Those who observe nature for a living are bound to happen upon captivating discoveries. For a team of North American researchers, that apparently meant identifying 21 distinct parasitoid wasp species that are now being described as “new to science.”
The findings, published this week in the journal ZooKeys, are particularly intriguing because it’s the first time revisions have been made to the corresponding genus Chromoteleia since its conception in 1893.
Image Credit: Agnièle Touret-Alby
Before the study, science recognized just six parasitoid wasp species in this particular genus. But new additions bring that number up to 27. The researchers came about these findings after analyzing preserved specimens scattered throughout an international network of natural history establishments.
A bevy of factors set the 21 newly-described parasitoid wasp species apart from the previously-known varieties in the genus Chromoteleia; among those were, size, color, and biographic distribution.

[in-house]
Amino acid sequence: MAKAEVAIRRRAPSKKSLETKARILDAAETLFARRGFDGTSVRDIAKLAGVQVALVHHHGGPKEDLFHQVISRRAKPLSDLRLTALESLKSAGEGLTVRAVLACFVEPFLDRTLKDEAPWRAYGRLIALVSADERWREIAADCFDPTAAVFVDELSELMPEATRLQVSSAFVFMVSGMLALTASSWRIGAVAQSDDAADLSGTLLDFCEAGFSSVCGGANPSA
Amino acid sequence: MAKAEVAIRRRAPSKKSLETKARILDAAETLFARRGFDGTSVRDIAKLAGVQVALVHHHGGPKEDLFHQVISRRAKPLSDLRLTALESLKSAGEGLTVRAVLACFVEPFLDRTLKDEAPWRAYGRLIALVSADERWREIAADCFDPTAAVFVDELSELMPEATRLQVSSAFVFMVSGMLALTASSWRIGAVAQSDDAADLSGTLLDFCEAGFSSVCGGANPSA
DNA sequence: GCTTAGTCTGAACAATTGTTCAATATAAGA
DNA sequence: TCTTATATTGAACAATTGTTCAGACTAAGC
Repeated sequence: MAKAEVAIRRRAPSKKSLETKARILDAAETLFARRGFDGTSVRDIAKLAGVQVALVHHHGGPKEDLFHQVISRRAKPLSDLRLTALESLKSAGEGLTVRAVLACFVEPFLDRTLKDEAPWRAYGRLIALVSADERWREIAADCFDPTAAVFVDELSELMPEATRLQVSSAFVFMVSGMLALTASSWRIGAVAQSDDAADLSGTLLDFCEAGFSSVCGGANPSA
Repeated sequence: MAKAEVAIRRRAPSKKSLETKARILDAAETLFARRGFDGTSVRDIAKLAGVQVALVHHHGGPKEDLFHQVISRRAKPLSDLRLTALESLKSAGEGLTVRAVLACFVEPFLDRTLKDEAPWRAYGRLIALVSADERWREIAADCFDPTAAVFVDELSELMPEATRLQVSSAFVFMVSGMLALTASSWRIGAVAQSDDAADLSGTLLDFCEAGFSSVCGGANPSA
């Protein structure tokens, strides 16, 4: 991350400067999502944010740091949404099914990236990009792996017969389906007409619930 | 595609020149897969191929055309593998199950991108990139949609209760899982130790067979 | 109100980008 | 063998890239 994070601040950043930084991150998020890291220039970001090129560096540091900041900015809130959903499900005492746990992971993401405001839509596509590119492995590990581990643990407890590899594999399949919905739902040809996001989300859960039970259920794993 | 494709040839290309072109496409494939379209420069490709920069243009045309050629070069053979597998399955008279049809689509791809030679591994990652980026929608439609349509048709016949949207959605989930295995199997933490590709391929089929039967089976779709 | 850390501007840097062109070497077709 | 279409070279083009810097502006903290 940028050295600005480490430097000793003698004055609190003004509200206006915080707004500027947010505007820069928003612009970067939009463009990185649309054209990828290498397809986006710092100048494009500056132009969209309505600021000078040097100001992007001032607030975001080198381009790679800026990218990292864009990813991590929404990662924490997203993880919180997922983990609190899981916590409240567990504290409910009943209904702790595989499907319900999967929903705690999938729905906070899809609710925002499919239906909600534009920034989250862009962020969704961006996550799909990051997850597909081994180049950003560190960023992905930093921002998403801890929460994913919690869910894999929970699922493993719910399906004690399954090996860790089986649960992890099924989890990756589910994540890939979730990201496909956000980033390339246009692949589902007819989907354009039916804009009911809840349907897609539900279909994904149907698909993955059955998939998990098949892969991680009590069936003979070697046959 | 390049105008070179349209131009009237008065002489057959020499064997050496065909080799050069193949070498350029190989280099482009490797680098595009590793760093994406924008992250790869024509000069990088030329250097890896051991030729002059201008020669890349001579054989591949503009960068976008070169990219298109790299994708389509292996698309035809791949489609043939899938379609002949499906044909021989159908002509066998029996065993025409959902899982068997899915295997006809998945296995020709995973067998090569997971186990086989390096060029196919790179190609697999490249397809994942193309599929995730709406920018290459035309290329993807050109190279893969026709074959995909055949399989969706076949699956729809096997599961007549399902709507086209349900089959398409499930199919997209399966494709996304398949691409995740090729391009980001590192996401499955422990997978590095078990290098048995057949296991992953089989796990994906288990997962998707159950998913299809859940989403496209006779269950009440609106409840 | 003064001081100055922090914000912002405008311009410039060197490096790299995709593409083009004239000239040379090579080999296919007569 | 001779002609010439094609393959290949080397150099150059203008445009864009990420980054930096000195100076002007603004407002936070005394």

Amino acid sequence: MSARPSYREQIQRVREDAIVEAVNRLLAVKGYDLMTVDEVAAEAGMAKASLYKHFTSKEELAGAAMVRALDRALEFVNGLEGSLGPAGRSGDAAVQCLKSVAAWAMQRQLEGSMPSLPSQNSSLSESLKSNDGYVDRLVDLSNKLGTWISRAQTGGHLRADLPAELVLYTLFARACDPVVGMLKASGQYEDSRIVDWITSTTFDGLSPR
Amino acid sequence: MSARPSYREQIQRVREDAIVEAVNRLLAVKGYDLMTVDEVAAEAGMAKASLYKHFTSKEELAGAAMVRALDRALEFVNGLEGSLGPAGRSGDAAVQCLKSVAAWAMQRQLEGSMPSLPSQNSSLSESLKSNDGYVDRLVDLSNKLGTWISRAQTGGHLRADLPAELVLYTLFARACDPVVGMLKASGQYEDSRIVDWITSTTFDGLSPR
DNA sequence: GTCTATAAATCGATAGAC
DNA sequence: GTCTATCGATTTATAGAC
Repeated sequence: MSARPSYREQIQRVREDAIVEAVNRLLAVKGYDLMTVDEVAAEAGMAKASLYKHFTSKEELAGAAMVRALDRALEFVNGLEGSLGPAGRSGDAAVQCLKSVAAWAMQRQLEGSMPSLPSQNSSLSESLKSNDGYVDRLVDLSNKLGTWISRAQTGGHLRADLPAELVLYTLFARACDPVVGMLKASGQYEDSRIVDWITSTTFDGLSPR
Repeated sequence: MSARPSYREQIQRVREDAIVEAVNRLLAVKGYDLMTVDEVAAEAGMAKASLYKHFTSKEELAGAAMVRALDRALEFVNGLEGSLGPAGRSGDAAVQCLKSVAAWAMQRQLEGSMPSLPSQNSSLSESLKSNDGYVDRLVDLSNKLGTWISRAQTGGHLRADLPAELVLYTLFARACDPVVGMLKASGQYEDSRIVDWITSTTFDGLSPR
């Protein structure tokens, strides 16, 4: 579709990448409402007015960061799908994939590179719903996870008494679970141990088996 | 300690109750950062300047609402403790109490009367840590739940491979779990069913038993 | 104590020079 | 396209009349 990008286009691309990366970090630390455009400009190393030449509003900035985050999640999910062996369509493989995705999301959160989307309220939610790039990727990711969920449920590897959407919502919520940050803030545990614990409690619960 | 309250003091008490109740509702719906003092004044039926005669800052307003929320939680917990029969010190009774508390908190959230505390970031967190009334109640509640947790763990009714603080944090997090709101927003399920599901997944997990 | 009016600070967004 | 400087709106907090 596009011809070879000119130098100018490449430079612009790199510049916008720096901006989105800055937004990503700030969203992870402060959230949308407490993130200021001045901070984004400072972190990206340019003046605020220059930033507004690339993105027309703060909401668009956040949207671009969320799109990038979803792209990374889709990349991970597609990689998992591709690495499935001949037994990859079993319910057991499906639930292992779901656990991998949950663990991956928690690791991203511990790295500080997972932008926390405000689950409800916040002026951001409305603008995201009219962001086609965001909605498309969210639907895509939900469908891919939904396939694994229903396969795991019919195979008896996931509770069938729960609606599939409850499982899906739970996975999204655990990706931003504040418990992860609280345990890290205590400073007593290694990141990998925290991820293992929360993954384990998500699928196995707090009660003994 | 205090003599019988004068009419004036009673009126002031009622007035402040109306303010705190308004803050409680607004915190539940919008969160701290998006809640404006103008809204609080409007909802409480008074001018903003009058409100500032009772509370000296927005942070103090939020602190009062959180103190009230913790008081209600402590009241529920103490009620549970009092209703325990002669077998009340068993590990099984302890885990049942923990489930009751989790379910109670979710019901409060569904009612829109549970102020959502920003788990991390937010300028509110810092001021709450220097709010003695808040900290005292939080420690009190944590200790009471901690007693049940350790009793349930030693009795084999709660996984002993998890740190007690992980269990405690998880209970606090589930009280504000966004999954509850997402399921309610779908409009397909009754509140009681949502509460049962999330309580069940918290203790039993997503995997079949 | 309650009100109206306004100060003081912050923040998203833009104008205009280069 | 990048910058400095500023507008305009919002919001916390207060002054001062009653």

Regarding size, the researchers report that the new additions are larger than the previously-known varieties. While the latter averaged 1 to 2 millimeters in length, most of the new additions fell within the 3 to 9-millimeter mark, a substantial difference.
But why the size difference? A good question. The researchers theorize that it could be related to the types of insect eggs they parasitize. Larger bodies make them more ideal for parasitizing larger insect eggs, including those of grasshoppers and crickets.
As you might recall, color also played a role in their differentiation. Fascinatingly, most of the new additions were far more colorful, sporting vivid colors that helped them stand out from their somewhat uninteresting brethren.
Biographic distribution was another significant factor. While many of the new additions could expectedly be found in parts of North, Central, and South America, the researchers found one in particular to be native to Africa. Similar patterns are observed in another parasitoid wasp genus dubbed Kapala.
The findings offer strong support for the notion that Africa and South America once touched one another before tectonic activity separated the two continents with the massive body of water we call the Atlantic Ocean today. But more importantly, it exposes just how far back in history these species may have existed.